Bush Tucker in Sydney
Bush tucker in Sydney
Native Australian ingredients are not only tasty, but also hold all manner of healthful properties. Aboriginal communities around the country have been harnessing the properties of Indigenous produce for both food and medicine. Today, ‘bush tucker’ stars on menus in cafes and restaurants across Sydney.
The importance of bush tucker
Flavourful, sustainable and healthy, bush tucker is far more than a specific type of dish, cuisine, ointment or tonic. It’s a key piece of the history of the world’s oldest civilisation. For thousands of years, before the bustling cities and neighbourhoods we know today existed, Aboriginal people hunted and gathered native plants and wildlife to make food and medicine.
Bush tucker helped build communities and acted as a sustainable source of food and medicine in Australia for years. And it still can. While Aboriginal art is one great way to learn about the storied history of the Aboriginal people, Sydney's bush tucker experiences also provide a tasty way to experience Indigenous culture.
Bush tucker tours
Bush tucker is all around. Warrigal greens (a type of native spinach) grow wild in parks and gardens. Saltbush is found lining beaches. Kangaroos graze in fields (the meat is healthy and sustainable), and marron crouch on ocean floors. You could fill an encyclopedia with the native bounty.
You can discover just some of the native plant offerings at Sydney’s Royal Botanic Garden. There is the Aboriginal Bush Tucker Tour which will guide you through the Royal Botanic Gardens and take you through the Cadi Jam Ora – holds a bewildering array of plants traditionally used in food and medicine. You can also settle into an experience at the Garden, where you can learn traditional food preparation methods and how you can incorporate bush foods into your everyday recipes.
About 45 minutes' drive northwest of the Sydney CBD, the Muru Mittigar Aboriginal Cultural and Education Centre is home to a thriving Muru Nursery, where bush tucker plants from around Australia are grown. Join a tour to discover what thrives in different parts of the country.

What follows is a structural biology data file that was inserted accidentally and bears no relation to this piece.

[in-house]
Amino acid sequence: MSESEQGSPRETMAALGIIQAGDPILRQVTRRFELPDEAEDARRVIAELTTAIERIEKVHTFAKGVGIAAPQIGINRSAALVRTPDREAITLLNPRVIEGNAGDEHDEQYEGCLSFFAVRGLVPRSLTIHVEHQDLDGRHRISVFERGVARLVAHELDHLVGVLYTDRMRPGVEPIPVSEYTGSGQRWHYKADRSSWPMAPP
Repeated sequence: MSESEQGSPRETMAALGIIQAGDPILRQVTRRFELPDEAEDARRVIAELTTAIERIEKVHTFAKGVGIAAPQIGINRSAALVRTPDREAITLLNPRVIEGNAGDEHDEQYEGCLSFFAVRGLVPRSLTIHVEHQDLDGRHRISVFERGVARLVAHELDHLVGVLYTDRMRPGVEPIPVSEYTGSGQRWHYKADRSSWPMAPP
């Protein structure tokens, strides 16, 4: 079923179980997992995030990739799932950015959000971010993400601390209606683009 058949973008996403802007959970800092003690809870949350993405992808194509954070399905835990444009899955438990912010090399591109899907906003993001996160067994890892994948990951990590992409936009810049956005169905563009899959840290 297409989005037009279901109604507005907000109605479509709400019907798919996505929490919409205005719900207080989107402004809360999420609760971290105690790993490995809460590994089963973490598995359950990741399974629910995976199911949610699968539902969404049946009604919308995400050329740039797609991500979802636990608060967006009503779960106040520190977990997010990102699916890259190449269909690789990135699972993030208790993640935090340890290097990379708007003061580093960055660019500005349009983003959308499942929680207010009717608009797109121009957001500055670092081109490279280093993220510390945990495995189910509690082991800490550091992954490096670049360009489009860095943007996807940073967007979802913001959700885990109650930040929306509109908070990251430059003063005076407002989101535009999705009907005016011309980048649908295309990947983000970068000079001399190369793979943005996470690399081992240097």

Most Indigenous tourism experiences include some aspect of foraging to find and taste bush tucker. Like , which operates wandering through in the north – it's home to an array of plant life that the local Aboriginal people have used for centuries. In Western Sydney, Campbelltown City Council runs weekly that dive into the bush tucker of the native Dharawal people.
The minds behind in La Perouse know where to look to find native plants. Discover the land by trying ingredients you find while foraging, and learn about the connection Indigenous Australians had, and still have, with wildlife.
Bush tucker in Sydney restaurants
The amazing flavours, sustainability and health benefits of bush tucker appeal to chefs and diners alike.
Chef Peter Gilmore, the brains behind at The Rocks and Bennelong at the Sydney Opera House, has long been an advocate for using native produce in his elevated plates. From prime proteins to the grasses and greens that accompany them, there are elements of bush tucker throughout his menus.
You might enjoy the perfect addition to dishes that feature traditional lime, like the tuna ceviche at Sydney’s modern-Japanese restaurant SakéOr, enjoy your first taste at The Langham Sydney’s Observatory Lounge, where gin martinis are infused with green ants alongside other native ingredients, including saltbush and lemon myrtle.